As promised I am now adding pictures. Caitlin just got our camera so I am able to share some photos. First, here are a couple of pictures of the chicken housing:

And some of the chickens:



We Started some seeds already, actually about 2 weeks ago. I started some tomatoes that I am going to graft. I am using Maxifort as the root stock and am using buffalo as the fruit stock (typical choices). I am also going to experiment with grafting some Sunkist and Persimmon tomatoes as the fruit stock. In case you are wondering why do this at all, tomato grafting imparts the tomatoes with disease resistance and higher fruit yields. The Maxifort plants have wonderful disease resistance and produce about twice the yield of other tomato varieties, however they product terrible tasting tomatoes.

Maxiforts after 2.5 weeks

We also started celery, celeriac, and a few varieties of onions. The bulk of our planting will happen in about a month, at least everything we are going to transplant. In order to do that we need to build the green house, which is the next major project now that the chickens are settled.


It begins...again

Well, I am going to try and start writing regularly about this years farming. Caitlin and I are actually starting our own farm. It is going to be very small scale (maybe the equivalent of 5-10 CSA shares). We have big plans for the year, well plans anyway. The first order of business for us is to get a flock of hens. We decided to buy some 5 month old hens rather than raising chicks. This is because they will start laying soon (some already are), and because the expense of raising them from chicks makes it nearly the same start-up cost. We have spent a lot of money on start-up costs for the vegetable part of our farm and it made sense to have a product to start selling soon. If we had raised them from chicks, we would not have eggs until late-Aug, and the initial costs would have been similar. We are going to complete build housing for them next week, and then pick them up Sat. or Sun after next. We will be getting White and Barred Rocks, a Buff Orpington, some Welsummers, some New Hampshire Reds, and a few Wyandottes (I will add some pictures once we get them). I also started some seeds (tomatoes, celery, and celeriac) but I will write about that later.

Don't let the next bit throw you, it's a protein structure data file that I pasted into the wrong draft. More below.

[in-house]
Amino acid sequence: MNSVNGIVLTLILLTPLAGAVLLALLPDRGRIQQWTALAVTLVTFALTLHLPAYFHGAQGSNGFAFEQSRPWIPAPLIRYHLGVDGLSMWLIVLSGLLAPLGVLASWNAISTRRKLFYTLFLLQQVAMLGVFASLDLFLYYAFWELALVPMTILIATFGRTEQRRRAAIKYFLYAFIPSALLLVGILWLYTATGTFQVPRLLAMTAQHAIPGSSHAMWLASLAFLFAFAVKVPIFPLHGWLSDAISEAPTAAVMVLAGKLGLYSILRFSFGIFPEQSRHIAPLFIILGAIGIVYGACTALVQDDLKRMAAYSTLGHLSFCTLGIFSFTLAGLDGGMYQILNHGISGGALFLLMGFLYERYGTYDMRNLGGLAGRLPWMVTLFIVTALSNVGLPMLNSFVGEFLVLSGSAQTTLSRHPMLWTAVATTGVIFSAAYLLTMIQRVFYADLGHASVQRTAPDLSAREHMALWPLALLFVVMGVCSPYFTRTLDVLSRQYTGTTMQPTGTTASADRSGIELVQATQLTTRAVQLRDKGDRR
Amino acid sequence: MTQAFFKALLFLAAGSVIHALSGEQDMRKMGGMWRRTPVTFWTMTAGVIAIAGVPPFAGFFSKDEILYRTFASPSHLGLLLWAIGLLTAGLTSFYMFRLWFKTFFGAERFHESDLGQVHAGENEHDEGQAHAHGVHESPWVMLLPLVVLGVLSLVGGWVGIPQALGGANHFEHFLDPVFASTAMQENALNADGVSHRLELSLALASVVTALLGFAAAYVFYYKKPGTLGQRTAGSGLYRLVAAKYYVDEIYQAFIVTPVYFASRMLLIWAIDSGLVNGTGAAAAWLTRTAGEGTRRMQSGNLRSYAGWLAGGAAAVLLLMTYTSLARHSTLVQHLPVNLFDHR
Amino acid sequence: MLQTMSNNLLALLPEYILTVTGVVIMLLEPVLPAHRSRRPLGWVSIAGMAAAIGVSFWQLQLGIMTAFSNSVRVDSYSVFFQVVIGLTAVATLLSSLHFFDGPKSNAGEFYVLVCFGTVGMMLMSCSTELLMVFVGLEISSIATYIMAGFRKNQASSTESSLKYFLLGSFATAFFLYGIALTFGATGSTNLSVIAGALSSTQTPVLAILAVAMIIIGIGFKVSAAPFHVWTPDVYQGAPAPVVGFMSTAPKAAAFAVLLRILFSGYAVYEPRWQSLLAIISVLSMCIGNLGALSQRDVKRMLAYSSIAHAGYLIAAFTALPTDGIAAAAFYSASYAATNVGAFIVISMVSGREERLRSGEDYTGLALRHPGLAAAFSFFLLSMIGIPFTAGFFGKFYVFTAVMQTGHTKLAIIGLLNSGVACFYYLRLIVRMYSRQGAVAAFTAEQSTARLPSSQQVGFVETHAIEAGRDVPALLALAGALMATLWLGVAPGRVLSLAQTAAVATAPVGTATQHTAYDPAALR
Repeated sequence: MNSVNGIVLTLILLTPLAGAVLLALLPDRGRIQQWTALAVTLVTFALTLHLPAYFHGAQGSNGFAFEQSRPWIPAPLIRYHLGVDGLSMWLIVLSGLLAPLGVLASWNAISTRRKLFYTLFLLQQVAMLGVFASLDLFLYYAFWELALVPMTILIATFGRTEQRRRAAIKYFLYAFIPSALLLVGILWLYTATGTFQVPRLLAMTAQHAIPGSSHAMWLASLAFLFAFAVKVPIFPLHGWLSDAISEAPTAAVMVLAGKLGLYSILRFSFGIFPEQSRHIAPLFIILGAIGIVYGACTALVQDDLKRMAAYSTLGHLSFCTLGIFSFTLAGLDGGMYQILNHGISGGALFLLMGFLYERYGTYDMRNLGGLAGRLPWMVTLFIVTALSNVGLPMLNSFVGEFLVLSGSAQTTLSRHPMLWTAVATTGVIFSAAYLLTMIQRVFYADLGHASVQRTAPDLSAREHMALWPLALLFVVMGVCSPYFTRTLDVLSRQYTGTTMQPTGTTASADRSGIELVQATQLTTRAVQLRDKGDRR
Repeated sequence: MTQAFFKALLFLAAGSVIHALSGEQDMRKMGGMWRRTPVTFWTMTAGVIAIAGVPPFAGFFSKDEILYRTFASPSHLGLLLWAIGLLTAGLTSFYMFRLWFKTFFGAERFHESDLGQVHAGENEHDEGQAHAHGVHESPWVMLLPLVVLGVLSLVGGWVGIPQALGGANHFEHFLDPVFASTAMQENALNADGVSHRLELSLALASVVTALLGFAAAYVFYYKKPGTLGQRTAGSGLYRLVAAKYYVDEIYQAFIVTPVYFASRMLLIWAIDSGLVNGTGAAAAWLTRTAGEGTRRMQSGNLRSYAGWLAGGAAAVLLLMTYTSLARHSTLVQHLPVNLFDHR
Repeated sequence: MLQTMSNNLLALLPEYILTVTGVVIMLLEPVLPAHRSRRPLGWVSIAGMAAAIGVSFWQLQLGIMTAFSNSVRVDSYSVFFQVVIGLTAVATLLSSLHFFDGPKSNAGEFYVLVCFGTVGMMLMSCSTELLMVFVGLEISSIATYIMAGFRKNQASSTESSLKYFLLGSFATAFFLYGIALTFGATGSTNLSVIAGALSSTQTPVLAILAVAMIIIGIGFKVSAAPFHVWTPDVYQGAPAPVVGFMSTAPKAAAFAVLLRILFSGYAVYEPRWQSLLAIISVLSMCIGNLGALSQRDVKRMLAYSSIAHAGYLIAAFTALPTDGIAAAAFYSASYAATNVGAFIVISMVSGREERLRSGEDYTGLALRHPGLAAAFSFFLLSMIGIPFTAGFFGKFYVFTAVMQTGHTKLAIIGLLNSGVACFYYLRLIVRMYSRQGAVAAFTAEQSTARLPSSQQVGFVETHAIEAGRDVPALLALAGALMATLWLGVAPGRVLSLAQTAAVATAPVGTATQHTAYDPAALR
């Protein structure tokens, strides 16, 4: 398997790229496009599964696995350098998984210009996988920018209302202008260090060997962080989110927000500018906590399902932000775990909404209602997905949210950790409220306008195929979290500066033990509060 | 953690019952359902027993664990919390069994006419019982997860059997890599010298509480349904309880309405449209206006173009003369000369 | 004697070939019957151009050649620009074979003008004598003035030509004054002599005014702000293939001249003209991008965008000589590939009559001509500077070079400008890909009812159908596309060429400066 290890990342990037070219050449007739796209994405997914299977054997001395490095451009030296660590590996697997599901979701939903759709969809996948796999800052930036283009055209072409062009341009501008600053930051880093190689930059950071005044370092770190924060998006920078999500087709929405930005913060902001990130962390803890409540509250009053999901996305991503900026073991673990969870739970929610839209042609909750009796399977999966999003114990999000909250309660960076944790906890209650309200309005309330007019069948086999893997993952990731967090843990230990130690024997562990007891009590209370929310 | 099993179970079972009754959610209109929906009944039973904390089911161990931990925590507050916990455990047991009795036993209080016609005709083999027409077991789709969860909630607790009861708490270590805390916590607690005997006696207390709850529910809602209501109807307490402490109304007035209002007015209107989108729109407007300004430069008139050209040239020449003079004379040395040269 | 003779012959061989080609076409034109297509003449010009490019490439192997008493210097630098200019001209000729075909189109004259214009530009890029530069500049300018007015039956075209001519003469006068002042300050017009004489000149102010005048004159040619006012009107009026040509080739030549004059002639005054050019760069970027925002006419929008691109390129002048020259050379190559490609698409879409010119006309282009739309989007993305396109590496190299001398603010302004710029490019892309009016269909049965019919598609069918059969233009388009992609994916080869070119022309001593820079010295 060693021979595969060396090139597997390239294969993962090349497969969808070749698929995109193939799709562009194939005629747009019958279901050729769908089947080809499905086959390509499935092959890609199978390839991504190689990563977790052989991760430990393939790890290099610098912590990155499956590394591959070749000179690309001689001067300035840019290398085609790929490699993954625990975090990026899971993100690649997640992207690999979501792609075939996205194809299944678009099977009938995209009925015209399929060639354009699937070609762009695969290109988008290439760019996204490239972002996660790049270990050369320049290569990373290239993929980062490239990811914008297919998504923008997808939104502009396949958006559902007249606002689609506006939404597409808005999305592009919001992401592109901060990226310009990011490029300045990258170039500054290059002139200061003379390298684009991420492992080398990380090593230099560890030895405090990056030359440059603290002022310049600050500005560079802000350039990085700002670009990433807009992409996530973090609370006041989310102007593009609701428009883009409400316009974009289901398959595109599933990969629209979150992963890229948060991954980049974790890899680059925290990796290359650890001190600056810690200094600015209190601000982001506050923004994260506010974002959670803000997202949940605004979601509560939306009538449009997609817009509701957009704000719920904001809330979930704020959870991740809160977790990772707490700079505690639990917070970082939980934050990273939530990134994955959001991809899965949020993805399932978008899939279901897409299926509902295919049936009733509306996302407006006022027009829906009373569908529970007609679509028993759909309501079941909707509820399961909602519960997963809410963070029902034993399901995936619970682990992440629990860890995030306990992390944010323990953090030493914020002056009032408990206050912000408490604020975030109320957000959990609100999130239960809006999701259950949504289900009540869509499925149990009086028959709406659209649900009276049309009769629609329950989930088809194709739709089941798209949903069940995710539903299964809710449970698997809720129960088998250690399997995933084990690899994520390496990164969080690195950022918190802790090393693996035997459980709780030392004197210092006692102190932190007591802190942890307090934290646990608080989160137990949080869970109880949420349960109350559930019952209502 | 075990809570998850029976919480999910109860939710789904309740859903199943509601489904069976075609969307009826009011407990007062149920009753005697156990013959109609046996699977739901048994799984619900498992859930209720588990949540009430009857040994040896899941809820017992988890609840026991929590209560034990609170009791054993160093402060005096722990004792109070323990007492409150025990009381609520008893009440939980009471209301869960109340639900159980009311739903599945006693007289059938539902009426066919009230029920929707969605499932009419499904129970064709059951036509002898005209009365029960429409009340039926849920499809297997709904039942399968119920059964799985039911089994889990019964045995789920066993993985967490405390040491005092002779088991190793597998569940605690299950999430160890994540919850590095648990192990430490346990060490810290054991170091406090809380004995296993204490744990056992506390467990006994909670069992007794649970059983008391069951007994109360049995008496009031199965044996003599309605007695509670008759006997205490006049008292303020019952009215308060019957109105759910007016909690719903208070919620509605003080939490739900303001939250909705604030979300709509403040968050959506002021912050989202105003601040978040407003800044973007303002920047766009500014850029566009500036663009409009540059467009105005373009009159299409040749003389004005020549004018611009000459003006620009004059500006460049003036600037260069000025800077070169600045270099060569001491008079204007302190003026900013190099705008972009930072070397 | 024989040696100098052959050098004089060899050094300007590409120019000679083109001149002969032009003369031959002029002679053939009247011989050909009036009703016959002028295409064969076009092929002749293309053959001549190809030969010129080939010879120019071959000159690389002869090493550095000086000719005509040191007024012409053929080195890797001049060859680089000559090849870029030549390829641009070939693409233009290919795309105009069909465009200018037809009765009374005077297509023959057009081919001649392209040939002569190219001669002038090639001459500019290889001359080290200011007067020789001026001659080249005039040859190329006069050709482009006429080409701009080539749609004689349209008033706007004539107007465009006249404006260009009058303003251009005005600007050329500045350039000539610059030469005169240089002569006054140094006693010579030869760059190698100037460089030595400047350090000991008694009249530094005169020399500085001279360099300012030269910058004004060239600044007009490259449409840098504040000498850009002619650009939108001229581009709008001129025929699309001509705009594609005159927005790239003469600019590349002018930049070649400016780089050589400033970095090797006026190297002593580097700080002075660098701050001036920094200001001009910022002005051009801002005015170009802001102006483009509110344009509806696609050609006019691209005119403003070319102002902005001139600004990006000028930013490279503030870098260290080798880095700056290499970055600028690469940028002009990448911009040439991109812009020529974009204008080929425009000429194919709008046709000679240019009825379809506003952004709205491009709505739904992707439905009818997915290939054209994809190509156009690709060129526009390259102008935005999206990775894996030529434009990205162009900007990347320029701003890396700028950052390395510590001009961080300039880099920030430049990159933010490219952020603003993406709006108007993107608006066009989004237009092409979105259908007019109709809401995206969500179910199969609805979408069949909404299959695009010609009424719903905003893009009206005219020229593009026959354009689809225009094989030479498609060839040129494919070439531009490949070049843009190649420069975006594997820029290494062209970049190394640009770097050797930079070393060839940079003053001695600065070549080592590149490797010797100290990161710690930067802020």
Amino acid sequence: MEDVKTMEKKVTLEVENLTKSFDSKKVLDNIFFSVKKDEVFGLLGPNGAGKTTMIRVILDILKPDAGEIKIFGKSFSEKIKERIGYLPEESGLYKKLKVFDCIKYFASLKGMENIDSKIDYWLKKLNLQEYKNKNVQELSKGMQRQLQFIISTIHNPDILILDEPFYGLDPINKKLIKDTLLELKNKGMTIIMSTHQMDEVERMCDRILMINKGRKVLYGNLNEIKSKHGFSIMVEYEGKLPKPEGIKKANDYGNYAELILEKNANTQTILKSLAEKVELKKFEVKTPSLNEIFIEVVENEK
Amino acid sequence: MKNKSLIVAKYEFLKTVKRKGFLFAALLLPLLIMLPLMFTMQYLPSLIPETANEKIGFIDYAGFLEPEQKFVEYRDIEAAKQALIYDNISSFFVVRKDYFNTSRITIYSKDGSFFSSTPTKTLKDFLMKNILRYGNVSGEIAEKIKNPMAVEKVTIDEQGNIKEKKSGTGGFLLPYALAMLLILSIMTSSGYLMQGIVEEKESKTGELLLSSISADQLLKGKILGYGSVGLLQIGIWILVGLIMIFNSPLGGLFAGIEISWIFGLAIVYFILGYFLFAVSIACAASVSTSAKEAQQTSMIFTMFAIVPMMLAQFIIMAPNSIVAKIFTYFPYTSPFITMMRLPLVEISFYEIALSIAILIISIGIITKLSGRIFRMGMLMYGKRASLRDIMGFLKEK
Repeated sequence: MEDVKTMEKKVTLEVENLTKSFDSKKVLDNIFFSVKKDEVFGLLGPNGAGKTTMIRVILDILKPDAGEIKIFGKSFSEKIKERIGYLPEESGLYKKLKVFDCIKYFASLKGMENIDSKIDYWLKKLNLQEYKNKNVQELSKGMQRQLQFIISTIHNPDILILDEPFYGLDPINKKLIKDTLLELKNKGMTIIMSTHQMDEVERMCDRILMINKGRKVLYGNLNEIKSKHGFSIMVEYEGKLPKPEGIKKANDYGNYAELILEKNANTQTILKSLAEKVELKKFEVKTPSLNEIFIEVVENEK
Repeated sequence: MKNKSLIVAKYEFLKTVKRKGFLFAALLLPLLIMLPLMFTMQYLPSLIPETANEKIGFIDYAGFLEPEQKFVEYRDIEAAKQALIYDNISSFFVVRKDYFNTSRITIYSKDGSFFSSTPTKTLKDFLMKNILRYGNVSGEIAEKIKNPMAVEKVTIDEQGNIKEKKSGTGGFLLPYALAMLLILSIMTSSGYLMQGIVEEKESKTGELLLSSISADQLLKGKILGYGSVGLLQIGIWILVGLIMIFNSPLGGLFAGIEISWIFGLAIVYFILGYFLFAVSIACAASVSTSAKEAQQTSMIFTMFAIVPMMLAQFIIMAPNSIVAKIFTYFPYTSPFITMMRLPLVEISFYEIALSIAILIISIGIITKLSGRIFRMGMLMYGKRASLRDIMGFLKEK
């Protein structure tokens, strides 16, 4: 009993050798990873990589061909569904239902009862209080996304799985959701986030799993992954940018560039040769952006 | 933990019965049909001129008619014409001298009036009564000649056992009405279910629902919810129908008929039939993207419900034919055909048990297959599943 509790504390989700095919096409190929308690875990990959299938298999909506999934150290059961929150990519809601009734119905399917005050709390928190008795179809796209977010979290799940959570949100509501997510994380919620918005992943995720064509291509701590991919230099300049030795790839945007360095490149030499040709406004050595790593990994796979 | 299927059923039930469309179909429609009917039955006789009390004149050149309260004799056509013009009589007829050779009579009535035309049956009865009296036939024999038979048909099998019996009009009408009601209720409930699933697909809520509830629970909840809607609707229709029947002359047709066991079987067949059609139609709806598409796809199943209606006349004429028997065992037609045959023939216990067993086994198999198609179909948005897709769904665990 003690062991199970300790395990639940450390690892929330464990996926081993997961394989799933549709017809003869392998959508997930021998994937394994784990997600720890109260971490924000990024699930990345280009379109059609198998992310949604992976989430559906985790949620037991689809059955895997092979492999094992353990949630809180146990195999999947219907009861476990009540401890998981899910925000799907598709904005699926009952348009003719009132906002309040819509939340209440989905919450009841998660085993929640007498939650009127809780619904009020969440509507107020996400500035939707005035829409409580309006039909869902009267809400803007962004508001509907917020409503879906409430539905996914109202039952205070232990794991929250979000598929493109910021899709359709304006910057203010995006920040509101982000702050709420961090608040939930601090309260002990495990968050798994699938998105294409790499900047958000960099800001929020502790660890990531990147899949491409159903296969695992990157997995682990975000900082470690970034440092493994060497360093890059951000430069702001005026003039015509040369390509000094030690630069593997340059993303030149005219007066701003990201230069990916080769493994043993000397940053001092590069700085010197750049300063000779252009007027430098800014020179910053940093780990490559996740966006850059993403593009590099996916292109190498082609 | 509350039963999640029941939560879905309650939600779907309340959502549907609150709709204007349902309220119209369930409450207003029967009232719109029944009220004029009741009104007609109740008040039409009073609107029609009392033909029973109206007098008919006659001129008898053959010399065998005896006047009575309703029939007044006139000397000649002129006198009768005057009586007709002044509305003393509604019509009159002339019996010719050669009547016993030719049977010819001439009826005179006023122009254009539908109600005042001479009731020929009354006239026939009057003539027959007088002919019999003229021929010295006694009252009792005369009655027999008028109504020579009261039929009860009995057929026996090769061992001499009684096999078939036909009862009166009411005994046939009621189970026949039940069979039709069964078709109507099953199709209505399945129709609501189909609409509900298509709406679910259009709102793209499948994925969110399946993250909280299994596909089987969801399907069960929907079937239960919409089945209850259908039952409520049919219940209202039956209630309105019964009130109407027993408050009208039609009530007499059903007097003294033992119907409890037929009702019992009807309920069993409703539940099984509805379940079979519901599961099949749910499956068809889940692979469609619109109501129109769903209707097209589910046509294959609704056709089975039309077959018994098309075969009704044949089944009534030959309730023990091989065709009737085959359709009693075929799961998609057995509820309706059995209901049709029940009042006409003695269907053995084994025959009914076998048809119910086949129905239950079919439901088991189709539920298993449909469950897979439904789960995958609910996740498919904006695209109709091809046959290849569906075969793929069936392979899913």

Long time, no write

I haven't written in quite some time now, obviously. I am enjoying the farm and learning lots about growing. Caitlin and I setup a raised bed in front of the camper and we are going to be planting a small herb garden. Also, Friday I met a guy who is going to let me dig up some hops on his property so I can plant them. The last things going in our garden are three tomato plants, mainly for canning.


First Week

Today is the end of the first week on the new farm. I love it there. I am having a great time and actually learning how to farm. We spent most of the week seeding trays and transplanting to larger containers. Also, we have been assembling some new greenhouses.

I am so much happier at this farm. I enjoy the work pace and load, we work 8:30-5 and are generally busy but not hectic. I don't have the head to write now so I will write again soon.


Well, I finished at the last farm and am going to be starting on the new farm tomorrow. My experience at the last one ended on a good note and I am excited to be starting at the new one. Caitlin and I used the weekend to move into the new farm, we are living in a camper there. I will write more about the new place later when I can include some pictures.

This entry is going to be about my last experience on the old farm. I spent the last week researching and then building a mobile chicken coop. There was one at the farm, however it was not very user friendly (for chickens and people). Some of the problems were that people could not enter the space, if food or water was placed inside they would get covered with chicken shit, the nesting boxes were higher than the perches and would not hold nesting material, and it was difficult to move.